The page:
Democratic Republic of Congo’s state mining company blamed international investors and anti-corruption activists for the country’s lack of progress despite its vast mineral wealth.
Non-governmental organizations including the Atlanta-based Carter Center and London-based Global Witness have accused Gecamines of failing to account for hundreds of millions of dollars paid to the state miner by the companies exporting copper and cobalt from the central African nation.
Gecamines President Albert Yuma launched a report late Wednesday, rebutting the allegations and asserting that foreign producers are responsible for the industry’s meager contribution to national development. He pledged to renegotiate existing partnerships with foreign mining investors. Major miners active in Congo include Glencore Plc and China Molybdenum Co. Gecamines President Albert Yuma launched a report late Wednesday, rebutting the allegations and asserting that foreign producers are responsible for the industry’s meager contribution to national development.
“The sole objective” behind the allegations of mismanagement at Gecamines “is the destabilization of the Democratic Republic of Congo to serve unhindered, in the name of pseudo-democratic ideals, foreign demand” for the country’s mineral riches, Yuma said.
Congo is Africa’s biggest copper producer and the world’s largest source of cobalt. The Carter Center said last November that almost $750 million of royalties, signing bonuses and asset-sale proceeds due to Gecamines from deals with joint venture partners between 2011 and 2014 couldn’t be reliably tracked to the company’s accounts.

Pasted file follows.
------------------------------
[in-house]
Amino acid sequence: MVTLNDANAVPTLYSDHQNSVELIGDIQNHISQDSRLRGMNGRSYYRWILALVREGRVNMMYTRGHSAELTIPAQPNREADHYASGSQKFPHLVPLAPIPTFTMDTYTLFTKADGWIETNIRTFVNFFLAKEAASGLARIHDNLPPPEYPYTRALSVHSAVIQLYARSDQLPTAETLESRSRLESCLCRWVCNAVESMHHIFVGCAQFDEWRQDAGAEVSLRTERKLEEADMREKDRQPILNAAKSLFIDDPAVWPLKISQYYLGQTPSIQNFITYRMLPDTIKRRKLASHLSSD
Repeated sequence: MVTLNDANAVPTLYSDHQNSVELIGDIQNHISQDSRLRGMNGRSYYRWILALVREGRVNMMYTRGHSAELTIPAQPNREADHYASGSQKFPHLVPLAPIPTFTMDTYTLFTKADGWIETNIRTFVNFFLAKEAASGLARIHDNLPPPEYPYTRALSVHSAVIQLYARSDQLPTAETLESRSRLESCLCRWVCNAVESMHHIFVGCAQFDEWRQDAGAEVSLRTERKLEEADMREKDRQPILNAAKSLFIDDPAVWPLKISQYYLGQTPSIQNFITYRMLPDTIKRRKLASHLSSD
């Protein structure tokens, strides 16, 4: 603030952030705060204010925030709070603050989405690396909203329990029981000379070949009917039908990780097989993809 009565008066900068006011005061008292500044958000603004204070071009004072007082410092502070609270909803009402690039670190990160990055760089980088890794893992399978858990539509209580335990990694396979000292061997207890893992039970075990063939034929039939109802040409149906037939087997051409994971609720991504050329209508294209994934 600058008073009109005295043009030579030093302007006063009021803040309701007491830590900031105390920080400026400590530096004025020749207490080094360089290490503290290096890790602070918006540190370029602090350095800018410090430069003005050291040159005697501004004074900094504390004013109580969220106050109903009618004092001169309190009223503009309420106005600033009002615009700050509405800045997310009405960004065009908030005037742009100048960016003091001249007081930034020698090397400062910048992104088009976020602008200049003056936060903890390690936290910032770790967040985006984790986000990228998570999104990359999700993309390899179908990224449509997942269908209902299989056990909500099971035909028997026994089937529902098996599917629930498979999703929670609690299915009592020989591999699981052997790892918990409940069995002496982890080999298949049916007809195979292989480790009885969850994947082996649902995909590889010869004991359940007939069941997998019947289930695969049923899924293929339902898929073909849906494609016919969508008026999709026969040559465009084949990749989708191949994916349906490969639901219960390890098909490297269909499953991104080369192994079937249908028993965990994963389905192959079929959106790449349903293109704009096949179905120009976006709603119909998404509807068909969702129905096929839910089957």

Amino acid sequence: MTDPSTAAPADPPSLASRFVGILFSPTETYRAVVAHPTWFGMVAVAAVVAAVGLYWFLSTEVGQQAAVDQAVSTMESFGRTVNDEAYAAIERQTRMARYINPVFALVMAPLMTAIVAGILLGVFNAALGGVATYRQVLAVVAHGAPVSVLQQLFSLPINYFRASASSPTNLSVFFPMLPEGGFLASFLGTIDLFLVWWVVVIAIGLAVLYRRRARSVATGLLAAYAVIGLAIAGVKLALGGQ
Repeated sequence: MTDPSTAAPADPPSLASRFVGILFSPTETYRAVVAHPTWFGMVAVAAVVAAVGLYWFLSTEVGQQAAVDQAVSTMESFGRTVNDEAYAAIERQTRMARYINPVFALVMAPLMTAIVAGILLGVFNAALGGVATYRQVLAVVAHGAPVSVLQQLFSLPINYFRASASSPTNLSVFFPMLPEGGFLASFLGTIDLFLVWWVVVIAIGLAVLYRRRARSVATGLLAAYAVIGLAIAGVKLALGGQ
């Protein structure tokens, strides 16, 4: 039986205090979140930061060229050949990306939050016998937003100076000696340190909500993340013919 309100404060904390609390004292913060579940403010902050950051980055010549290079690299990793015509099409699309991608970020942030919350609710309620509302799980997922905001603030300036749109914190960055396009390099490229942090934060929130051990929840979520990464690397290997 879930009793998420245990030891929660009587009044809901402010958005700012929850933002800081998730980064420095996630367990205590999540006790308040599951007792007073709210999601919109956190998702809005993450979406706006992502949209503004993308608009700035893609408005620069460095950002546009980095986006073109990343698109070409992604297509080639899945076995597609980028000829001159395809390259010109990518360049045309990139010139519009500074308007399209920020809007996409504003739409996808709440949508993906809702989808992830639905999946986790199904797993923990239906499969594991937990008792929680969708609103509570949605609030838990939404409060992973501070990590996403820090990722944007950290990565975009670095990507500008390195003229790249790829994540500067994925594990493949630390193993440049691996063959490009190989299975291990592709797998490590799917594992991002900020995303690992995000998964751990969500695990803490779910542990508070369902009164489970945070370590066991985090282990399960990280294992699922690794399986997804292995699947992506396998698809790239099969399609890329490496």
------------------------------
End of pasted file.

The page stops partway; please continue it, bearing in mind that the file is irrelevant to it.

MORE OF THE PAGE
Gecamines, which is a junior shareholder in most of Congo’s mining projects, denied any money is missing. It paid $372 million to the national Treasury between 2009 and 2014, significantly higher than figures put forward by the Carter Center and Global Witness, according to the report.
The report echoed Yuma’s repeated claims that Gecamines’ existing partnerships are too generous to the foreign investors, providing a bad deal for the country. Last year, output at Congo’s mines was more than a million tons of copper and 81,000 tons of cobalt.
“The production of our partners, which has never been so large, doesn’t profit the Congolese state or people,” Yuma said.
In June, Glencore-controlled Katanga Mining Ltd agreed to write off $5.6 billion of debt at its Kamoto Copper Co. to end a lawsuit filed by Gecamines to dissolve the subsidiary. Under the former debt levels, KCC declared losses each year, Yuma said, meaning the company paid neither dividends to Gecamines nor tax to the state.
Other joint-venture partners have also over-indebted their projects and “artificially inflate” costs to minimize profitability, according to the report, asserting Gecamines and the Treasury lost $4.9 billion of revenue from 2005 to 2016, when compared to projections in feasibility studies.
Gecamines intends to revisit other partnerships to secure more favorable arrangements, Yuma said. The pledge will be an additional concern to Congo’s mining investors following legislation adopted in March that raises royalties and introduces new taxes.
“We started with KCC and in a few days I will announce the results of another negotiation,” Yuma said. “That will continue until we renegotiate all of them.”(By William Clowes)